3/13/13

On Permanence


When you reflect upon the manner in which a traditional painting is developed, you realize that every decision the painter makes is based upon one thing – permanence.  We chose linen because we have more than 500 years of history letting us know the way in which this particular material has behaved. We chose mediums that with time will not alter the original colors, we chose paints that will not fade with exposure to light, we chose boards that are acid free and will not yellow.  We work in a particular order so paint doesn’t peel or crack. We make conscious choices to inject our paintings with decisions that are based on stability, hoping that the paintings will be durable, but also and perhaps more importantly, faithful to the original state in which the were produced.

Ever stop and wonder why we do this? Is the answer because we want future generations to look at our paintings as if they were unaltered by the passage of time?

Let the next generation make their own pictures” Rockwell famously stated. 

Rockwell’s statement is selfish at its core. Could you imagine if Rembrandt or Velazquez had been as carefree as Rockwell? We wouldn’t have today their paintings as objects of reference. But when you think about it a bit more, would it matter? Would it matter if we wouldn’t even know what we were missing? Wouldn’t it be like thinking about the hanging gardens of Babylon? We never saw them, but we can imagine they were beautiful because history, stories or myths told us they were beautiful. Would attempting to paint without ever seeing a Rembrandt make us lesser painters? Would it impede us from making solid, moving works of art?

I am obviously not lessening the impact a work of art can have in future generations. Las Meninas has been the object of countless interpretations through different mediums including sculpture, video, installation and of course painting. Appropriation in art is a fascinating endeavor and if the context of an original image was lost, the act of re-contextualization would be simply impossible.

A much simpler answer would have to do with the market of art. If somebody pays X amount of money for a painting, it is understandable that they wouldn’t want their investment to depreciate.  But I don’t want to get into this aspect, because it shouldn’t be an issue in the creative process.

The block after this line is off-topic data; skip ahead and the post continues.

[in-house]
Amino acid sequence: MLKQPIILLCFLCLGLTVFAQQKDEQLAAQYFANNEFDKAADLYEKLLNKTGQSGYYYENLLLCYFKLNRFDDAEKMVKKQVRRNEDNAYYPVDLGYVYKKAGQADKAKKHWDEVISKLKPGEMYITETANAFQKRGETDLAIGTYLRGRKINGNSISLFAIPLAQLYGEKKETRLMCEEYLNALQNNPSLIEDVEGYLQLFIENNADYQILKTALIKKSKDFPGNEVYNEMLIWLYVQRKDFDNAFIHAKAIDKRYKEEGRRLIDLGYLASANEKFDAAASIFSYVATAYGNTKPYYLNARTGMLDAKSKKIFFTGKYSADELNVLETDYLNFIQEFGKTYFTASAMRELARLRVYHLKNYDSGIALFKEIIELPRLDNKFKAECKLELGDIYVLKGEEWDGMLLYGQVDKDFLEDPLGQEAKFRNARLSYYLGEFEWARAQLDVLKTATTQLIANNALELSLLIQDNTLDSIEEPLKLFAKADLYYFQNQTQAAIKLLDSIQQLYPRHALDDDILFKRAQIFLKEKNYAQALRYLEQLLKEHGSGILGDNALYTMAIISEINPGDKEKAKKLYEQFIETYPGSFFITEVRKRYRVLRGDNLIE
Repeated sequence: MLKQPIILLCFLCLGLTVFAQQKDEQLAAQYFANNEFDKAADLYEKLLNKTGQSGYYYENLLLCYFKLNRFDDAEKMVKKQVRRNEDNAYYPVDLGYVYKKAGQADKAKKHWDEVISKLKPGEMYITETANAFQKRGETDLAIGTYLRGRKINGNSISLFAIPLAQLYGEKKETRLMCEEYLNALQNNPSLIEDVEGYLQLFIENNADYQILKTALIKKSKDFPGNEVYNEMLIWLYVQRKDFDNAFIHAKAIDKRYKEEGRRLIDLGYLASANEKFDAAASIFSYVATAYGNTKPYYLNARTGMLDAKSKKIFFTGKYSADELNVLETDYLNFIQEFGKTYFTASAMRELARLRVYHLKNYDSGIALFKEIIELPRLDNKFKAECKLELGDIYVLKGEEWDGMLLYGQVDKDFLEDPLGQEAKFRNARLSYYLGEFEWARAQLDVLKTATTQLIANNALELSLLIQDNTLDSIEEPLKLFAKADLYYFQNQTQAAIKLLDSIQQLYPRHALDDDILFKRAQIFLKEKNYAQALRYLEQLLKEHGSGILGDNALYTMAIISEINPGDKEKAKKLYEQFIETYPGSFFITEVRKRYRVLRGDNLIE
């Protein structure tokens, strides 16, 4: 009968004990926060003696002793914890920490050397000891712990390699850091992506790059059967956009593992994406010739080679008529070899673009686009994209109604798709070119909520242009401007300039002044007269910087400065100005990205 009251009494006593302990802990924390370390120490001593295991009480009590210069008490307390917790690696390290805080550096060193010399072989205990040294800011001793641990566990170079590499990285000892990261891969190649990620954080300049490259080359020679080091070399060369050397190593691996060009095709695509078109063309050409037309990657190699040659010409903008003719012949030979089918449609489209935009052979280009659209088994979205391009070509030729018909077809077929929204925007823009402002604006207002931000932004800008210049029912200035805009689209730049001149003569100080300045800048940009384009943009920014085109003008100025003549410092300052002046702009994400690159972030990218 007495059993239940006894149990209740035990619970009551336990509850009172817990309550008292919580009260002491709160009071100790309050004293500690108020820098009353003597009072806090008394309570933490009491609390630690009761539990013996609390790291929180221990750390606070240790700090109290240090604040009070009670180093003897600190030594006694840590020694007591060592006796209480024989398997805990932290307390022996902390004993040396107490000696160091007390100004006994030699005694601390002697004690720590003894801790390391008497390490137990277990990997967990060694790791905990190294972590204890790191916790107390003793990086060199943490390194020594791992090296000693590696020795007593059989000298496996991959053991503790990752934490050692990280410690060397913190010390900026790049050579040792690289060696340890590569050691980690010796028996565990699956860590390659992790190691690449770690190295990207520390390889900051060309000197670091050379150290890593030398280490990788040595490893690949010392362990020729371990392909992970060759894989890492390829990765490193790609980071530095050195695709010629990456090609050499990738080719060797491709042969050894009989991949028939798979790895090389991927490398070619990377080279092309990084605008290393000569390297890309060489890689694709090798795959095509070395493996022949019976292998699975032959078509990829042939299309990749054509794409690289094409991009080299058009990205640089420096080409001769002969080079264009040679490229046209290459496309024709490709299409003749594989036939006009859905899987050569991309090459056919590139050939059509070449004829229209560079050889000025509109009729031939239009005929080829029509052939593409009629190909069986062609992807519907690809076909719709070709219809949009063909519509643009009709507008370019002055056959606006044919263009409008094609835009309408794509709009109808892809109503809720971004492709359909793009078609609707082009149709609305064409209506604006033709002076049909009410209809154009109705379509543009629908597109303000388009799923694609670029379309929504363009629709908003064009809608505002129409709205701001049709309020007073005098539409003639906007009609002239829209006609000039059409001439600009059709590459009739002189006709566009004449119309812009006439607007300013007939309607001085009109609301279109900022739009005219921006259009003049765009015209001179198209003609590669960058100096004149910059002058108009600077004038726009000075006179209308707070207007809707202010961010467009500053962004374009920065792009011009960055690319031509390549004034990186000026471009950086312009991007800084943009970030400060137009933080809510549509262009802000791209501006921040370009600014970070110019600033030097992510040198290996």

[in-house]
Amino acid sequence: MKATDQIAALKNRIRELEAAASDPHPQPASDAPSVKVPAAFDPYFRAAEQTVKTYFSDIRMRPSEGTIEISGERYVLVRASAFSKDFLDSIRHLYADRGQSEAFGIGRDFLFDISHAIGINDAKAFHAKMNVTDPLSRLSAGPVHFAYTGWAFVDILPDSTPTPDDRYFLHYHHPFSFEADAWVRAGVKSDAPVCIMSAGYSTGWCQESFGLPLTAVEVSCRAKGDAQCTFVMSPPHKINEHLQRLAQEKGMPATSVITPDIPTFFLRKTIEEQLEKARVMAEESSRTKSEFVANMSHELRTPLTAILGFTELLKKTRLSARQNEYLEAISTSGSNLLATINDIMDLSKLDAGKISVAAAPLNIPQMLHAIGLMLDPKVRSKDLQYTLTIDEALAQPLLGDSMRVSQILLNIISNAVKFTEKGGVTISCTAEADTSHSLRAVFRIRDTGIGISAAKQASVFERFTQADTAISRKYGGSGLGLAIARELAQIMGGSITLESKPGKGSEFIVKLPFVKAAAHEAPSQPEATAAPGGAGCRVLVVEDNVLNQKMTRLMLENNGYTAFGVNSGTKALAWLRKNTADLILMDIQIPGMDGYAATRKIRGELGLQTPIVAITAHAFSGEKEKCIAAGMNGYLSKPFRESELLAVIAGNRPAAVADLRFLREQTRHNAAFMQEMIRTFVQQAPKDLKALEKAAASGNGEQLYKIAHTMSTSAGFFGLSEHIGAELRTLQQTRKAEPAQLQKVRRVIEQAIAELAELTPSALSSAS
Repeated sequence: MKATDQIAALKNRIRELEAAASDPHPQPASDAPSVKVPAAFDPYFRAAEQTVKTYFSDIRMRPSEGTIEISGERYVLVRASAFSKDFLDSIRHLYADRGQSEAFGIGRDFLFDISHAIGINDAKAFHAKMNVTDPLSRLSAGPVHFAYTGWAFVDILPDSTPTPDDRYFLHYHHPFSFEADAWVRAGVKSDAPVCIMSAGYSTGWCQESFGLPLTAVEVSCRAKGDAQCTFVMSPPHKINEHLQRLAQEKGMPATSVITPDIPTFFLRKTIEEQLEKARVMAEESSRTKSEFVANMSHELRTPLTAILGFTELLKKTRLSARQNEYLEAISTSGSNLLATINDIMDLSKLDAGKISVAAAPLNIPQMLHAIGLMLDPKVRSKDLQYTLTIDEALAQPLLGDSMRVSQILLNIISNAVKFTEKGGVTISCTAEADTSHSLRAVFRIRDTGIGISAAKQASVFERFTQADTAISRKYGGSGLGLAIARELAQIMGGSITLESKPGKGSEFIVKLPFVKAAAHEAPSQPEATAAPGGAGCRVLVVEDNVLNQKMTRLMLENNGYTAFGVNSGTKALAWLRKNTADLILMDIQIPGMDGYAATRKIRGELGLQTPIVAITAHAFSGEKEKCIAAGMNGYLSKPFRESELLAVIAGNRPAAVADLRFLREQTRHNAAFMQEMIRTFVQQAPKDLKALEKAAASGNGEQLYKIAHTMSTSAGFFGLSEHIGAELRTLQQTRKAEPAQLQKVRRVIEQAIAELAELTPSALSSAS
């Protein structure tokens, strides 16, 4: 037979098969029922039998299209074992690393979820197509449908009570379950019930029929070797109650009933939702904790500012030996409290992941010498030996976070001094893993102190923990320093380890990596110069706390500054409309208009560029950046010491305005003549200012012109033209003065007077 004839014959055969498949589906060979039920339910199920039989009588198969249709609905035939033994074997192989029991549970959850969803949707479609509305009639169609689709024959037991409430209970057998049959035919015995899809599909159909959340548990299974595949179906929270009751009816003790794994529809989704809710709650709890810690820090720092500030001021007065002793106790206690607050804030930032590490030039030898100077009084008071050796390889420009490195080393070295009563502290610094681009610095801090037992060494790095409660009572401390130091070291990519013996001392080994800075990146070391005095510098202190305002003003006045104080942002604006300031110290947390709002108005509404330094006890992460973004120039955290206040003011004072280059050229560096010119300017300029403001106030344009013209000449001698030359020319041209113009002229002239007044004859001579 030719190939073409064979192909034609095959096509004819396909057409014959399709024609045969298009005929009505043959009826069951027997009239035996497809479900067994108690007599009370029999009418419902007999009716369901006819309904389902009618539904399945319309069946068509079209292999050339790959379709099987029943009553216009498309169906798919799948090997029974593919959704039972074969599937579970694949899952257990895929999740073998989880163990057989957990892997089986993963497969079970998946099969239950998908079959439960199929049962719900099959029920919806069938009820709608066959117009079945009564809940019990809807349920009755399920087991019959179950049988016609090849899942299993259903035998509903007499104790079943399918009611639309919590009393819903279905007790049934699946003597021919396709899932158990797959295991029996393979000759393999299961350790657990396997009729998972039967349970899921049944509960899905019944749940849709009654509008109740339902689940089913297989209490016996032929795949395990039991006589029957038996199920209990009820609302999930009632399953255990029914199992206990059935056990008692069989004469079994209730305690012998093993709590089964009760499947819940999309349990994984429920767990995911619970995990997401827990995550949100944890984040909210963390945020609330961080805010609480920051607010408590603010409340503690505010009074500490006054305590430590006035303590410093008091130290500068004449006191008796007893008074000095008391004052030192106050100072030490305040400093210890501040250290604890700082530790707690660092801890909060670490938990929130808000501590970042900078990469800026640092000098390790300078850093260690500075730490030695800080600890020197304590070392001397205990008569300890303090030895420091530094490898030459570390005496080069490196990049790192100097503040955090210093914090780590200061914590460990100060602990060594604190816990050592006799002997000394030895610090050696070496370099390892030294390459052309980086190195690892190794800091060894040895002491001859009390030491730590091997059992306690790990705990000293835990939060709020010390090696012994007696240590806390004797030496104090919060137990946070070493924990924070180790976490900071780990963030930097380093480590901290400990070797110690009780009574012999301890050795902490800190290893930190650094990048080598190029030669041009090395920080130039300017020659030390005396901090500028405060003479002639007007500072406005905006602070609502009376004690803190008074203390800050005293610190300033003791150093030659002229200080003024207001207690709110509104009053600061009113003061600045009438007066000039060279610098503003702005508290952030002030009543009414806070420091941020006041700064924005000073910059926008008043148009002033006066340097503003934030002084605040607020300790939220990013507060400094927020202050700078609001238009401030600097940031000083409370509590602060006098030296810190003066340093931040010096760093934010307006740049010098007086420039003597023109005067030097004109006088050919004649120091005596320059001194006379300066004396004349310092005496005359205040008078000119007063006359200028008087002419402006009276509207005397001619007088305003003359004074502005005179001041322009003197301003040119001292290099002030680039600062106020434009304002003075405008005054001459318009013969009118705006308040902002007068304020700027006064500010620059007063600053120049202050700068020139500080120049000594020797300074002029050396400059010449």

What if we just accept that paintings, like ourselves, die. We as makers may even have a say in how long it takes them – they can die quicker or slower than we do. What if we were absolutely conscious of the fact the every single material that makes up a painting degrades through time – sadly we do not paint with McDonald’s burgers on top of Styrofoam.  We use materials that transform, that are brittle, that are sensitive; in many ways we use materials that are alive. So if we paint with “living materials” why do we want fixed, unalterable images?

I refuse to accept the argument of longevity. It is horribly pretentious. It’s akin to wanting your last name to never disappear; to thinking that the impact that a work of art may have will be relevant long after we are dead. I refuse to believe that we may think so highly of ourselves, especially when traditional painting is one of the most humbling acts I know of.

So what if instead of defying time, we embrace the fact that paintings are fragile and fleeting. What if we, working from our traditional roots, accept the delicateness of instability? What if we let the next generations decide what is relevant, what is important, and take out of the equation the idea of presuming we foresee the future significance of what we do?

How would painting be taught if we had no references? Would you paint on linen stretched on bars just because someone told you to do so?  I am aware these are impossible questions to answer, but they make me think about the why. Why do we work in the manner in which we do? Are we listening to ourselves or are we overly aware of what has been done before?

If we knew nothing, perhaps our senses would be sharper, our relations with the nature of our materials would be more intimate, and our intentions would be simpler. Perhaps.



6 comments:

Amy Huddleston said...

Well said. Focus more on what work embodies,than how long the body will live.

Sharon Knettell said...

Nicolas,

After seeing your work on that long ago chat room when you were in the US, I became interested in it as well.

I contacted the National Gallery's (Washington DC) onservation department to talk about wax's longevity in a work. Diego Rivera used it.

Onr curator was all for it and gave me some insight into the practice.

I am a big fan of your work.

Sharon Knettell said...

I mean your use of wax!

MirTohid Razavi said...

Agree...

Sharon Knettell said...

I think it is also arrogant for an artist to think he has enough knowledge to create something entirely from scratch-without any help from the past. We could extrapolate that into science, medicine, philosophy, whatever and we would be doing cave art, bleeding patients with leeches and sending scores of Galileo's to prison.

I weep to think of a world without Manet.

bernhardknoll said...

just a question, who is the upper artist, which created the red picture